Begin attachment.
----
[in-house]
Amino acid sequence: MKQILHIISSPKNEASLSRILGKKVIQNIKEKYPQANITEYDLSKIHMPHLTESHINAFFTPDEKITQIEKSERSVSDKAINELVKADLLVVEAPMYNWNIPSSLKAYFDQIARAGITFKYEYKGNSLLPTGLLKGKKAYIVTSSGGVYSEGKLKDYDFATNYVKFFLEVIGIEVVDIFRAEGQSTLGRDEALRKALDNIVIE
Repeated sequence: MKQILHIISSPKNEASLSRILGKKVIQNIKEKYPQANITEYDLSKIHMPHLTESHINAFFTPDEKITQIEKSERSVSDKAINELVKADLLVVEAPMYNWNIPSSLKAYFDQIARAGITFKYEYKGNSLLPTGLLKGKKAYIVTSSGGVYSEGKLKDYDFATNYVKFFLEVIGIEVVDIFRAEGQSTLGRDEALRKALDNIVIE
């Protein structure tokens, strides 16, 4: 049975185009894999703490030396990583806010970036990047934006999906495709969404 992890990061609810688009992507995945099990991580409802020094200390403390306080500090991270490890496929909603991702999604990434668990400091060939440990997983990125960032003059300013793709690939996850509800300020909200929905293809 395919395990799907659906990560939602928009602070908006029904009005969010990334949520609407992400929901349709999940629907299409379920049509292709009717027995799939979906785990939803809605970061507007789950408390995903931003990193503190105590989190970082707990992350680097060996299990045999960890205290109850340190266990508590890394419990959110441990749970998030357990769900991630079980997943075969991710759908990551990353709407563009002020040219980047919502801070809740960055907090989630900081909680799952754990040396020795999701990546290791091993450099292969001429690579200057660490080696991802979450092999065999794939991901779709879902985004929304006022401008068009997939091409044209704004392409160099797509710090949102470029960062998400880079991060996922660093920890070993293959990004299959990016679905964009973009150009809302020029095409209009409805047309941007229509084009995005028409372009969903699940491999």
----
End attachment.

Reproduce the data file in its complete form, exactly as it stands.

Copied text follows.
[in-house]
Amino acid sequence: MKQILHIISSPKNEASLSRILGKKVIQNIKEKYPQANITEYDLSKIHMPHLTESHINAFFTPDEKITQIEKSERSVSDKAINELVKADLLVVEAPMYNWNIPSSLKAYFDQIARAGITFKYEYKGNSLLPTGLLKGKKAYIVTSSGGVYSEGKLKDYDFATNYVKFFLEVIGIEVVDIFRAEGQSTLGRDEALRKALDNIVIE
Repeated sequence: MKQILHIISSPKNEASLSRILGKKVIQNIKEKYPQANITEYDLSKIHMPHLTESHINAFFTPDEKITQIEKSERSVSDKAINELVKADLLVVEAPMYNWNIPSSLKAYFDQIARAGITFKYEYKGNSLLPTGLLKGKKAYIVTSSGGVYSEGKLKDYDFATNYVKFFLEVIGIEVVDIFRAEGQSTLGRDEALRKALDNIVIE
């Protein structure tokens, strides 16, 4: 049975185009894999703490030396990583806010970036990047934006999906495709969404 992890990061609810688009992507995945099990991580409802020094200390403390306080500090991270490890496929909603991702999604990434668990400091060939440990997983990125960032003059300013793709690939996850509800300020909200929905293809 395919395990799907659906990560939602928009602070908006029904009005969010990334949520609407992400929901349709999940629907299409379920049509292709009717027995799939979906785990939803809605970061507007789950408390995903931003990193503190105590989190970082707990992350680097060996299990045999960890205290109850340190266990508590890394419990959110441990749970998030357990769900991630079980997943075969991710759908990551990353709407563009002020040219980047919502801070809740960055907090989630900081909680799952754990040396020795999701990546290791091993450099292969001429690579200057660490080696991802979450092999065999794939991901779709879902985004929304006022401008068009997939091409044209704004392409160099797509710090949102470029960062998400880079991060996922660093920890070993293959990004299959990016679905964009973009150009809302020029095409209009409805047309941007229509084009995005028409372009969903699940491999």